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« Reply #27 on: June 24, 2012, 06:12:02 pm »




Jews are burned alive during the Black Death.
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« Reply #28 on: June 24, 2012, 06:12:41 pm »

The Black Death had a profound impact on art and literature throughout the generation that experienced it. Much of the most useful manifestations of the Black Death in literature, to historians, comes from the accounts of its chroniclers. Some of these chroniclers were famous writers, philosophers and rulers such as Boccaccio and Petrarch. Their writings, however, did not reach the majority of the European population. Petrarch's work was read mainly by wealthy nobles and merchants of Italian city-states. He wrote hundreds of letters and vernacular poetry, and passed on to later generations a revised interpretation of courtly love.[61] There was one troubadour, writing in the lyric style long out of fashion, who was active in 1348. Peire Lunel de Montech composed the sorrowful sirventes "Meravilhar no·s devo pas las gens" during the height of the plague in Toulouse.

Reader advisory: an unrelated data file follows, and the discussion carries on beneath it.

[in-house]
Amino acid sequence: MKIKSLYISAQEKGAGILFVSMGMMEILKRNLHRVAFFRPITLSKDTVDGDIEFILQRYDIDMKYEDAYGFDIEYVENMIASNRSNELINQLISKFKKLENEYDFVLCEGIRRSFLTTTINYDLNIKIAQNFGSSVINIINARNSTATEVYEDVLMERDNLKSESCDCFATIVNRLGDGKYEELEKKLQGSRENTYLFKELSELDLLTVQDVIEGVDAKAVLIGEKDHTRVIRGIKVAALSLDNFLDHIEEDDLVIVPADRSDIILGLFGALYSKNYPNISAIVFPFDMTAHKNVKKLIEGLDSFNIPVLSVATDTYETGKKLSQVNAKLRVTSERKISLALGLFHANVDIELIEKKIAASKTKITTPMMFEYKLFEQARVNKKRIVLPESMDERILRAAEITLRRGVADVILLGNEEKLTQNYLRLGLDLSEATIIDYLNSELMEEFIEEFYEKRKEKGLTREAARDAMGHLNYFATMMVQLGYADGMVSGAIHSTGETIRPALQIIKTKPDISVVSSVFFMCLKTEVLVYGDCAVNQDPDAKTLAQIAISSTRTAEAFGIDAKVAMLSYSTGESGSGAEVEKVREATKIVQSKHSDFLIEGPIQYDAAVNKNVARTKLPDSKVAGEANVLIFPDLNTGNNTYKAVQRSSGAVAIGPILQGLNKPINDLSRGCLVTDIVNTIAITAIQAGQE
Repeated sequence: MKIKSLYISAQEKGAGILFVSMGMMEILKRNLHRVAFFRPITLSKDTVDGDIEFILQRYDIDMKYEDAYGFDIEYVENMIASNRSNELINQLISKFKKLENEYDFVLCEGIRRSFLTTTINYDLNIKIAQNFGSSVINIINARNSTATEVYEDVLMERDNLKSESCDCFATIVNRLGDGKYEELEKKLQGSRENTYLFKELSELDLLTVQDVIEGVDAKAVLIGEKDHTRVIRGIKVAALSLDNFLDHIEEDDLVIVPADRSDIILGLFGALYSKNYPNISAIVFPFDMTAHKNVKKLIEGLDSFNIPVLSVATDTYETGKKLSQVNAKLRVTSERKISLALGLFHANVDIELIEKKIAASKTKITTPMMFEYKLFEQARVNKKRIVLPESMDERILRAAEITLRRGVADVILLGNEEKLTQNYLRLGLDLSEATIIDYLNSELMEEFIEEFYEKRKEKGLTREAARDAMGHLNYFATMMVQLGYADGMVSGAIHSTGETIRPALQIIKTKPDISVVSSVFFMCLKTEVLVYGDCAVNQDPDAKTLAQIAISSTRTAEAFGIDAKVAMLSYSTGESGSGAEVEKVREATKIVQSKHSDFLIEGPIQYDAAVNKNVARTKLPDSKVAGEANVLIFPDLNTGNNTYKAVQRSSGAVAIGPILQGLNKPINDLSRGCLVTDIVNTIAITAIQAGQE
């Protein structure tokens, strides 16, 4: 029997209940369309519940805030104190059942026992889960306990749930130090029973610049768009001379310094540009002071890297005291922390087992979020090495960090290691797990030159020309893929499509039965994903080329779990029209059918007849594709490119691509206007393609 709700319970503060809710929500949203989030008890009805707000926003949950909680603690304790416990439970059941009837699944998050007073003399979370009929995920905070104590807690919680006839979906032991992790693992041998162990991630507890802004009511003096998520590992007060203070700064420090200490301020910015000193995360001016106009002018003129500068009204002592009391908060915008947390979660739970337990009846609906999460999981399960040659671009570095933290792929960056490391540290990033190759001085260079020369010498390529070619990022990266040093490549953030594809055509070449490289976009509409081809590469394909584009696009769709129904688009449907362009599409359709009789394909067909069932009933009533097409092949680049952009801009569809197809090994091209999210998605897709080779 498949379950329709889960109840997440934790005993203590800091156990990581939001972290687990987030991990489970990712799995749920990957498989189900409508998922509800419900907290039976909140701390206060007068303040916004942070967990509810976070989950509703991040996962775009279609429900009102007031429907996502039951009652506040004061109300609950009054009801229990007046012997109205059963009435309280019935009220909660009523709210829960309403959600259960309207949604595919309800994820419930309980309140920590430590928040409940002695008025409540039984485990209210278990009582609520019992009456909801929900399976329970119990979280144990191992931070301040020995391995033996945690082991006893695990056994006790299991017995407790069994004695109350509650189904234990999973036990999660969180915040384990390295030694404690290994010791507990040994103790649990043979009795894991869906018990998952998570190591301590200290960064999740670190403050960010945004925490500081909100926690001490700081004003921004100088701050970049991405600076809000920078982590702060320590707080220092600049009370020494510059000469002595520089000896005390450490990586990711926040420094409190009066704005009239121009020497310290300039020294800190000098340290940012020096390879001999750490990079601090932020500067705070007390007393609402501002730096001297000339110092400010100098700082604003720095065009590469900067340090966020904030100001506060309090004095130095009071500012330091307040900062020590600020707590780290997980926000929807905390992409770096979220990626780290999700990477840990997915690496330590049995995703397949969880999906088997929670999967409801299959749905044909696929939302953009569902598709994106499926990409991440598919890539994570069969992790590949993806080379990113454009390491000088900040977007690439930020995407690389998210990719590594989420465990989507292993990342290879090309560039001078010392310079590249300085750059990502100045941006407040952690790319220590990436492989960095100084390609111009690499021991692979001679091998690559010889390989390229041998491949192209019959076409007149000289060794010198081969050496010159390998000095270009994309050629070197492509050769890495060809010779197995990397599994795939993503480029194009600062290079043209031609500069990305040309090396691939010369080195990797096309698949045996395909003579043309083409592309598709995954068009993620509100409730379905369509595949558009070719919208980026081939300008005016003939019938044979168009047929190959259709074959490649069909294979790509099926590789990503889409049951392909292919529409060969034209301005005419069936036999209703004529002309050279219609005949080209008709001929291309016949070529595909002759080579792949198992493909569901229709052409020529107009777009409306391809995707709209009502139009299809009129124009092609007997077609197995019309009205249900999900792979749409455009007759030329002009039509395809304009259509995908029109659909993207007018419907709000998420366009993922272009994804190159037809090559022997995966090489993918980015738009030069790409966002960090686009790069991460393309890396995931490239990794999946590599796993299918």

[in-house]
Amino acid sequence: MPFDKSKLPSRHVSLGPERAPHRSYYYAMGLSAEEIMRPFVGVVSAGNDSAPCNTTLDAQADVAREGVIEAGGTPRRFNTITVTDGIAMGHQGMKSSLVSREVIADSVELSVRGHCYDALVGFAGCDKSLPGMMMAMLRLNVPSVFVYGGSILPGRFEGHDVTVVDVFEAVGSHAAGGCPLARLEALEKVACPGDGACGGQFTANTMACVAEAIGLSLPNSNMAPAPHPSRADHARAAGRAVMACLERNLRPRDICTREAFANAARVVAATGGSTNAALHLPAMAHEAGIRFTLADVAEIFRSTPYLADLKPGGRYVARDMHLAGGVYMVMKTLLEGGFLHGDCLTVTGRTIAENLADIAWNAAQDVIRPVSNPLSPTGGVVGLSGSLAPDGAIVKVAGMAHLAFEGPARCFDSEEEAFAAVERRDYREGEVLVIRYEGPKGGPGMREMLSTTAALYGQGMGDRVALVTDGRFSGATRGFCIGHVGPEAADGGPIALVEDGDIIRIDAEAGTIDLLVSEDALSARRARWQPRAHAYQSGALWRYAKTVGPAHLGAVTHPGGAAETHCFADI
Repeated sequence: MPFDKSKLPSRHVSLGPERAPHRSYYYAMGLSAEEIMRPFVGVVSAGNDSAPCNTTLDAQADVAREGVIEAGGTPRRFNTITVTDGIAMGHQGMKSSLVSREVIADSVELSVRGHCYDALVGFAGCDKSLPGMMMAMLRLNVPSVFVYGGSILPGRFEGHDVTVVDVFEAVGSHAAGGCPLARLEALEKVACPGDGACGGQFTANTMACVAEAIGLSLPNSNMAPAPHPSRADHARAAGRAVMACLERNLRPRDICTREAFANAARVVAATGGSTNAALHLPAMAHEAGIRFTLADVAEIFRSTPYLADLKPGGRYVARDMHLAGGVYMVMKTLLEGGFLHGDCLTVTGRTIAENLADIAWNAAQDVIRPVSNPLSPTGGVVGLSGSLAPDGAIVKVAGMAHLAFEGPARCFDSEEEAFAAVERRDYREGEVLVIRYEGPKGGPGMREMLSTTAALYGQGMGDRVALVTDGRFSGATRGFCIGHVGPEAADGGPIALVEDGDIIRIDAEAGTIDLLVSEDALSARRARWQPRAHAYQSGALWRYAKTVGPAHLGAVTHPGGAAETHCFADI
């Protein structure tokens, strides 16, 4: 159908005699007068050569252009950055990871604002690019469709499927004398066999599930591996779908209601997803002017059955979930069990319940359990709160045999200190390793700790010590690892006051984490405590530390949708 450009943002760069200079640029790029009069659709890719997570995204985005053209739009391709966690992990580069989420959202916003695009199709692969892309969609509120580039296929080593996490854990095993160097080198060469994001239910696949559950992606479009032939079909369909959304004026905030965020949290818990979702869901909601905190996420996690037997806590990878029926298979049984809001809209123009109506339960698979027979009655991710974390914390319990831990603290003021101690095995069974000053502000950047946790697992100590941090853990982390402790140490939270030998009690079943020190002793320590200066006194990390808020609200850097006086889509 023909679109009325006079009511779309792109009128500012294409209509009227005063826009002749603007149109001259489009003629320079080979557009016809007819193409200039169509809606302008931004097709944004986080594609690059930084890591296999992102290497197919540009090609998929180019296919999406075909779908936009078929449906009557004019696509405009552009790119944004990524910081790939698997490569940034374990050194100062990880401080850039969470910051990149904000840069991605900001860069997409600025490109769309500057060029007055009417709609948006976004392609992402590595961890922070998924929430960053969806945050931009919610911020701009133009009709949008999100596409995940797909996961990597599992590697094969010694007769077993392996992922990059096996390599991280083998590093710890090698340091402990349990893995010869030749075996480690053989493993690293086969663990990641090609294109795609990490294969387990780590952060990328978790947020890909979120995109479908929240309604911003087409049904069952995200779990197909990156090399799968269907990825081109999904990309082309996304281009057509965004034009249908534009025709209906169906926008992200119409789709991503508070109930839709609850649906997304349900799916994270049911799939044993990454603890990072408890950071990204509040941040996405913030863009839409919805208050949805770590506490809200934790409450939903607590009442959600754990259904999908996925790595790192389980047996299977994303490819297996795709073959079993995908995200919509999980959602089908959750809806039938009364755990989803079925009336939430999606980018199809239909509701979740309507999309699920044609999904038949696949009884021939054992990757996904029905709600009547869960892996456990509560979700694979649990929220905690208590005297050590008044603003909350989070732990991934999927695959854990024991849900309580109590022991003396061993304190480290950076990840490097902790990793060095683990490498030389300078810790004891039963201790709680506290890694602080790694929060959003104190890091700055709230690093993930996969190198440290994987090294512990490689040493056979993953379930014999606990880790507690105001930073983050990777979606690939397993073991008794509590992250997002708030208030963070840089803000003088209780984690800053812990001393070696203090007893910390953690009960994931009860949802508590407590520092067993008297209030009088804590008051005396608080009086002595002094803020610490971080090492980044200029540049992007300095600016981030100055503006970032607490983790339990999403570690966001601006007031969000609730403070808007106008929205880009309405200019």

They died by the hundreds, both day and night, and all were thrown in ... ditches and covered with earth. And as soon as those ditches were filled, more were dug. And I, Agnolo di Tura ... buried my five children with my own hands ... And so many died that all believed it was the end of the world.
    —The Plague in Siena: An Italian Chronicle[62]

    How many valiant men, how many fair ladies, breakfast with their kinfolk and the same night supped with their ancestors in the next world! The condition of the people was pitiable to behold. They sickened by the thousands daily, and died unattended and without help. Many died in the open street, others dying in their houses, made it known by the stench of their rotting bodies. Consecrated churchyards did not suffice for the burial of the vast multitude of bodies, which were heaped by the hundreds in vast trenches, like goods in a ships hold and covered with a little earth.
    —Giovanni Boccaccio[63]
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« Reply #29 on: June 24, 2012, 06:14:18 pm »




Pieter Bruegel's The Triumph of Death (c. 1562) reflects the social upheaval and terror that followed the plague which devastated medieval Europe